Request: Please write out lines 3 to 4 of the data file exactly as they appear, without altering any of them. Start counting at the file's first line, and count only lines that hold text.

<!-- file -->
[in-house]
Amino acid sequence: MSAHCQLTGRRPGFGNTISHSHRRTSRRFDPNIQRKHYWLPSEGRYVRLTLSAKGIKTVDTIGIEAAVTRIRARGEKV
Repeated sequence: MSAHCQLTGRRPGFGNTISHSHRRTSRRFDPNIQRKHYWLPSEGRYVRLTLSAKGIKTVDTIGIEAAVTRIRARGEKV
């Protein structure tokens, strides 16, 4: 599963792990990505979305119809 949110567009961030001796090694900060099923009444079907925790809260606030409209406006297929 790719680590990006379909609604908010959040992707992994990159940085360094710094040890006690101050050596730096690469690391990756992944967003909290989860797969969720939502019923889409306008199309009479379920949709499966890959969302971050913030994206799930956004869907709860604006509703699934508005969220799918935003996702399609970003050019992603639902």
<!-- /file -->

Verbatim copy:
Repeated sequence: MSAHCQLTGRRPGFGNTISHSHRRTSRRFDPNIQRKHYWLPSEGRYVRLTLSAKGIKTVDTIGIEAAVTRIRARGEKV
């Protein structure tokens, strides 16, 4: 599963792990990505979305119809 949110567009961030001796090694900060099923009444079907925790809260606030409209406006297929 790719680590990006379909609604908010959040992707992994990159940085360094710094040890006690101050050596730096690469690391990756992944967003909290989860797969969720939502019923889409306008199309009479379920949709499966890959969302971050913030994206799930956004869907709860604006509703699934508005969220799918935003996702399609970003050019992603639902």